Choudary also has a long history of publicizing demonstrations that never actually happen. In 2009, for example, he planned a "March for Sharia" in central London that drew widespread press attention. The promotional effort included Photoshopped images of what Buckingham Palace and Trafalgar Square would look like under Choudary's vision of the caliphate, with minarets and the like. But at the last minute, he canceled the event, claiming threats from right-wing groups.
None of this has stopped the tabloids from regularly calling Choudary to weigh in on pretty much anything in the news. There is, for example, this typical lead from a recent Daily Star piece: "Hate preacher Anjem Choudary last night urged a Muslim uprising against the royal wedding ... He said it would be against Islam for Muslims to celebrate the nuptials."
Choudary does his part by making himself extremely easy to reach; his mobile phone number is posted all over his website and he responded to my e-mail seeking an interview in just a few hours. He even once agreed to have a bull session over milkshakes with Vice Magazine, which noted his favorite flavor is chocolate.
Now, in advance of the planned "Shariah4America" demonstration in Washington, Choudary is following a familiar script. His group has posted images online of the White House with minarets and the Statue of Liberty wearing a veil. It's not hyperbole to say that everything he does is for media consumption. When I asked him about a 2003 episode in which Al Muhajiroun unveiled posters hailing the Sept. 11 hijackers as the "Magnificent 19," Choudary was candid: "It was a media ploy in order to attract the attention of the media and the general public about why such things take place."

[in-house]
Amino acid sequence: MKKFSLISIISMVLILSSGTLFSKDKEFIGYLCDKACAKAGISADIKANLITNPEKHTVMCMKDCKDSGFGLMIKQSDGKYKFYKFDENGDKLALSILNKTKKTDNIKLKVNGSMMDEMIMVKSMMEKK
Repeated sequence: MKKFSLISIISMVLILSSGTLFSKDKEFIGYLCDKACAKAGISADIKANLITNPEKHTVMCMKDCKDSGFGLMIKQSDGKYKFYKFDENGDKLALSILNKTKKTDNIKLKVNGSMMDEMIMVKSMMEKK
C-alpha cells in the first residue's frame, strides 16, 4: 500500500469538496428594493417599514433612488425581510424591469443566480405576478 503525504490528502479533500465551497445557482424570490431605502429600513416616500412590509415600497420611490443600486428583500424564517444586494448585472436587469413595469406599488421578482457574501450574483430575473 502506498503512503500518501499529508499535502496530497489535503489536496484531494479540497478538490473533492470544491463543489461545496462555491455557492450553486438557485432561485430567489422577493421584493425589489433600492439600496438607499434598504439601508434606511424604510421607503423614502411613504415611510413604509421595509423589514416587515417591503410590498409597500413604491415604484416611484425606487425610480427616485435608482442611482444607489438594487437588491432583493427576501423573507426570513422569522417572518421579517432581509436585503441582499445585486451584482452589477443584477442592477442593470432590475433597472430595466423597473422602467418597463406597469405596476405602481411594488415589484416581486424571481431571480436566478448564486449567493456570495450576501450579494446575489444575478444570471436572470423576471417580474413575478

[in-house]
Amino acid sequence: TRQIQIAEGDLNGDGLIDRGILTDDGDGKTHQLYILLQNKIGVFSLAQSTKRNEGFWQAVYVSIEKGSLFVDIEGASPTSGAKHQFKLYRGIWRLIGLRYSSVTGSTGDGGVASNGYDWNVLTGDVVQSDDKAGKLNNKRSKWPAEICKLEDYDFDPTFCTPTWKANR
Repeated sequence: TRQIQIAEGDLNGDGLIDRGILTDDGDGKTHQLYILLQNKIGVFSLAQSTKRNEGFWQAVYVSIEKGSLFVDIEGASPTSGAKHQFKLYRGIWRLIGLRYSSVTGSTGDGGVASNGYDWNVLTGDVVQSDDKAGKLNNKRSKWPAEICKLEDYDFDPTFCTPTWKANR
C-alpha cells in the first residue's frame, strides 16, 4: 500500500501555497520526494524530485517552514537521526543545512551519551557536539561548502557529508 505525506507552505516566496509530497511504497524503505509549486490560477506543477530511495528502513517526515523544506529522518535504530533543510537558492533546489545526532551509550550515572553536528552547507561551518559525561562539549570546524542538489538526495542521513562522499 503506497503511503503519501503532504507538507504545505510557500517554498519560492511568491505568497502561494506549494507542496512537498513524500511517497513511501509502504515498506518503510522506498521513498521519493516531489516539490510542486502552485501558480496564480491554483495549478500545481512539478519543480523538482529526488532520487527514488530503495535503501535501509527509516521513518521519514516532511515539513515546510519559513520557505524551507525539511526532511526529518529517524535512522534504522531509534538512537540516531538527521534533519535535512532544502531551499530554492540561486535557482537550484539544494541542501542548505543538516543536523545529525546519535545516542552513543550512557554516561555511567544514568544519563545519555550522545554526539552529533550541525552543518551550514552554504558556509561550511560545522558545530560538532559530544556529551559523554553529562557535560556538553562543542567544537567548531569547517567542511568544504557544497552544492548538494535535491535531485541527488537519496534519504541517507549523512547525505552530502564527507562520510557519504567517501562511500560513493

Whether or not the demonstration actually happens Thursday, the Choudary phenomenon is at least as much about the laziness -- and, arguably, irresponsbility -- of the media as it is about Islam. Says terrorism analyst Daveed Gartenstein-Ross: "One lesson from our experience with would-be Quran burner Terry Jones is that when fringe or relatively fringe figures ... are given a great amount of media exposure, it generally increases their power rather than diminishing it. Unfortunately, the media either has not absorbed that lesson, or else does not want to."
UPDATE 3/3/11: The White House rally was, predictably, canceled.